Global problems require global solutions

Part 5 of a personal political manifesto

Many of the most serious problems confronting national governments are global in their nature. Because these problems transcend national borders they need cross border agreement, and many require global agreement. Despite this need, nationalism thrives in many countries. Even governments that are not overtly nationalistic talk about their own country as being ‘world beating’, and put forward policies focussed on successful international competition rather than cooperation. Whilst I understand why this brand of politics is popular, for the sake of future generations it needs resisting. We have evolved to be loyal to our tribe. It is far easier to identify with our national heritage (even if it often paints an overly positive picture of our history) than it is with people from different cultures. However, evolution is not static. Our future requires that we identify with global humanity more than we do the nation state.

Our climate and ecological crisis is arguably the most serious of these global problems. The carbon emitted into the atmosphere by any nation state does not stay within the borders of that state. The resulting rise in greenhouse gases affects the global temperatures. Climate patterns are global phenomena that are no respecter of borders. The tragic (or criminal) felling of large areas of the Amazon Rainforest for cattle grazing may have a positive effect on the economy of Brazil, but the loss of so much natural carbon sequestration has a serious negative effect on us all. The rise in sea levels that will result from the melting of glaciers and the polar ice caps will affect coastal communities, often cities with large populations, across the world.

If the causes of our climate and ecological crisis are global, so too are the actions we need to take to first halt the rise in carbon emissions, and then start reversing them. Individual national governments need to take international agreements far more serious than they do. Attempts like that of the USA, under the Trump presidency, to pull out of the Paris climate agreement, for example, should be both condemned on the world stage and by citizens of the home nation. Simply thinking in terms of the national economy needs rejecting, in fact many of the worlds more wealthy countries may need to take a financial hit in order to help the poorer ones. And we need to become far more collaborative in our development of technology like renewable energy. We will produce technological solutions quicker and easier on an international platform rather than a national one.

There are global problems other than those related to our climate that also require global solutions. For example we are increasingly dependent on infotech for our day to day living. Ever increasing numbers of public services are accessed via the internet – an international telecoms network of networks that is theoretically under the control of no one, but in practice is largely in the control of a few global companies. These large infotech companies probably have more power than individual nation states yet are answerable to no one except their shareholders. Of even greater concern, however, is the threat from tech savvy rogue nations, terrorist groups or criminal gangs to hold countries to ransom through taking control of energy distribution or telecommunication. Such cyber attacks could bring an entire country to its knees. We need international collaboration and trust to prevent such attacks.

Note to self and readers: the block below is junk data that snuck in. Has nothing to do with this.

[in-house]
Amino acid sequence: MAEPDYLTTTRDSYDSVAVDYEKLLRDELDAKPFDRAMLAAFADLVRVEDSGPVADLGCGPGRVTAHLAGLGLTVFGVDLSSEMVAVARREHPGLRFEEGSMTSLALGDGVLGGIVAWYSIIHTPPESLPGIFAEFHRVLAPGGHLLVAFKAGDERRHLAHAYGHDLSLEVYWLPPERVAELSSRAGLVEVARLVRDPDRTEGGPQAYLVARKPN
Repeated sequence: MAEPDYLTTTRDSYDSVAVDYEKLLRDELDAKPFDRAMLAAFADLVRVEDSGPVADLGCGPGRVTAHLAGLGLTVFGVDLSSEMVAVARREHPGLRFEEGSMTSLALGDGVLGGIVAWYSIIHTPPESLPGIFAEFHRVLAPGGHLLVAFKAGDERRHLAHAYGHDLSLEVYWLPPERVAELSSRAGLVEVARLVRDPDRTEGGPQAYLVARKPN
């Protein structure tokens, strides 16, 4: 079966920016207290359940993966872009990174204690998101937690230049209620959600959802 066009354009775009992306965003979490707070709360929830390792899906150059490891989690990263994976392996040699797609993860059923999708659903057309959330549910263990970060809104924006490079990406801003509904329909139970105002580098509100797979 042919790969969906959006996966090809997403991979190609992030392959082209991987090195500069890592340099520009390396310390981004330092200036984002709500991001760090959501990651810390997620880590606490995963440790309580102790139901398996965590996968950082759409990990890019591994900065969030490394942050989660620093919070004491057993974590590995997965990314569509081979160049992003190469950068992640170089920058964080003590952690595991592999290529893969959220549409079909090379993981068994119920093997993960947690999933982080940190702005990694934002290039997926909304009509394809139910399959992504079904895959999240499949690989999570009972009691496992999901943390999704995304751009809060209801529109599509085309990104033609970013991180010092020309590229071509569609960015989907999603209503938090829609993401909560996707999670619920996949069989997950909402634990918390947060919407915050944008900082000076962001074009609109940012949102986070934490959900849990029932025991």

There is also, of course, the continued threat from nuclear weapons. Whilst the tension of the 1960’s and 70’s has faded, the existence of these weapons of mass destruction have not. In fact it would appear that the USA and Russia have embarked on a new arms race. This, together with strongly nationalistic heads of state (not to mention the possible election of another Trump) and an increasingly volatile world brought about by climate collapse may make their use seem practical. There is also the possibility of course that some form of nuclear device could fall into the hands of a terrorist group. We need, therefore, renewed international agreement on their control and limitation, and ideally their eradication.

Finally, I feel strongly that former colonial powers like the UK have a greater weight of responsibility to act on these global threats than other countries. The UK is often heralded for its role in driving the industrial revolution, a revolution that, whilst producing many benefits, has also led directly to our climate and ecological crisis. And let’s be honest here, the UK did this by imposing its authority on other nations and stealing their resources. The UK, and similar countries, should therefore carry an increased responsibility when it comes to responding to this crisis. We need to resist the urge to portray ourselves on the international stage as ‘great’ and ‘the best’ and start collaborating with other nations to produce meaningful international agreements that start addressing these global threats.

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